This bridge is the only surviving pony lenticular truss bridge in Pennsylvania. The few other lenticular truss bridges left are all through truss bridges. Nationwide, all surviving lenticular truss bridges should be considered extremely rare and historically significant. However, as the last pony truss example in Pennsylvania, this bridge enjoys even more historic significance on a state level. This particular example has been left in place for non-motorized traffic only. The bridge provides access to a park area.
Prior to an on-site visit by HistoricBridges.org, the status of this bridge was largely unknown to the historic bridge community and other historic bridge websites on the Internet. The on-site visit confirmed the status of the bridge, however weather conditions included the last half hour of daylight and a nearby strong thunderstorm which had just passed over and was still generating lightning. Elaine Deutsch visited the bridge in better conditions a year later in 2011 and took additional photos for HistoricBridges.org.
Suggested future preservation work for this bridge would be the removal of the ugly solid wood panel railings on the bridge which cover up over half of the beautiful and historically significant lenticular trusses. It is a mystery why anyone would want to cover those up. Numerous alternative railings exist that do not disrupt the view of the truss but also provide an acceptable level of safety. Repair and replication of the cast iron caps would also be worthwhile for the sake of historic and aesthetic integrity of the bridge.
Information and Findings From Pennsylvania's Historic Bridge Inventory
Discussion of Bridge
The one-span, 81'-long, 5-panel, pin-connected, metal lenticular pony truss bridge built ca. 1890 has built-up upper chord, end posts, and verticals, and eye-bar diagonals and lower chord. Built-up fishbelly floorbeams support steel stringers and a wood deck with wood railings inside of the truss lines. The bridge has been altered by the addition of extra diagonals in the second and fourth panels and plate welded to the upper chords and end posts (ca. 1960). The alterations are noteworthy but not considered significant enough to adversely affect the integrity of the rare bridge type and design. Lenticular truss bridges were a patented design of the Berlin Iron Bridge Co. of Berlin, CT. The company fabricated and erected hundreds of lenticular truss bridges throughout primarily New England and New York from the late 1870s to 1900. Pennsylvania was not a major market for Berlin Iron Bridge, but the company did erect a modest number of bridges in the state, especially in some northern tier counties. No less than five lenticular truss highway bridges from 1878 to 1900 have been identified in Pennsylvania. Surviving examples document a historically important variation in late-19th-century metal truss bridge technology.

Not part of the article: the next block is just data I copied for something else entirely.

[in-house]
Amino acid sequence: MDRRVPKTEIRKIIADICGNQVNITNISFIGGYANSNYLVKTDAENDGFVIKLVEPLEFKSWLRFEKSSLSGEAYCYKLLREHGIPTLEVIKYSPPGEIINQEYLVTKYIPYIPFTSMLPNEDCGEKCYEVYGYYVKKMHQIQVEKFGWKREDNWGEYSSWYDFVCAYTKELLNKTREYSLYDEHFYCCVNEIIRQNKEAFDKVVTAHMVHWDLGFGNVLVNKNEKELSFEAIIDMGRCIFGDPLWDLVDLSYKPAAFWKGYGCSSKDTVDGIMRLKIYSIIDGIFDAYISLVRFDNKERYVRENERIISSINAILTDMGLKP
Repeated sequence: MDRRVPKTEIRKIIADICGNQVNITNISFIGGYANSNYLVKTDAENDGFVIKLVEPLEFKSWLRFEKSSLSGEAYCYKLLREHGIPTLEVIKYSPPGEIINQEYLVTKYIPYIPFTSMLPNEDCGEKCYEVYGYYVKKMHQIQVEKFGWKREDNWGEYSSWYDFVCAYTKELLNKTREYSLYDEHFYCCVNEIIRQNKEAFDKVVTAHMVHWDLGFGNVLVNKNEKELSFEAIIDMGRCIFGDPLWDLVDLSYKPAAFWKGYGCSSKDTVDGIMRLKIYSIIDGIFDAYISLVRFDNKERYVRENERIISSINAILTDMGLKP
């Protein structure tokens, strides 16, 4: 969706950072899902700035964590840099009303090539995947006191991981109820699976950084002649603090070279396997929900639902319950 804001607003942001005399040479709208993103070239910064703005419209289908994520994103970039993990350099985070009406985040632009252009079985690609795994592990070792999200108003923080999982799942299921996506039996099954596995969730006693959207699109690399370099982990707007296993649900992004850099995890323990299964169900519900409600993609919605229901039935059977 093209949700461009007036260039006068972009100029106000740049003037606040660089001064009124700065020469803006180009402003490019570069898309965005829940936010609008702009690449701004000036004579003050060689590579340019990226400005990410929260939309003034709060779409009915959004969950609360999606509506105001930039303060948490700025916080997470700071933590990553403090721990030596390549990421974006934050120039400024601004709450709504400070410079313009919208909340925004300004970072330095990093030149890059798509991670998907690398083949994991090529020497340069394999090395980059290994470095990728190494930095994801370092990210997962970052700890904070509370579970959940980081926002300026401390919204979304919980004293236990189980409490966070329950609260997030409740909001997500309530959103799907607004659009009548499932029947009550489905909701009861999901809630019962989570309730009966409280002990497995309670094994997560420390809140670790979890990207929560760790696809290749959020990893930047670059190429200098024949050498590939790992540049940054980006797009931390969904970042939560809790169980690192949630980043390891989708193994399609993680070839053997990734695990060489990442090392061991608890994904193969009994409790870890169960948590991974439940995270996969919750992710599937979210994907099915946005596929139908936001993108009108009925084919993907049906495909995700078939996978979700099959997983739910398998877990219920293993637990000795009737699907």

Discussion of Surrounding Area
The bridge has been closed to vehicular traffic and has been converted to a pedestrian bridge that provides access to a linear municipal park and bikepath bordering the west bank of Little Juniata Creek in Duncannon. At the northeast end of the bridge is a mixed-use commercial and residential neighborhood of late-19th to early 20th century buildings.
Bridge Considered Historic By Survey: Yes
This bridge is tagged with the following special condition(s): Reused
Coordinates (Latitude, Longitude):
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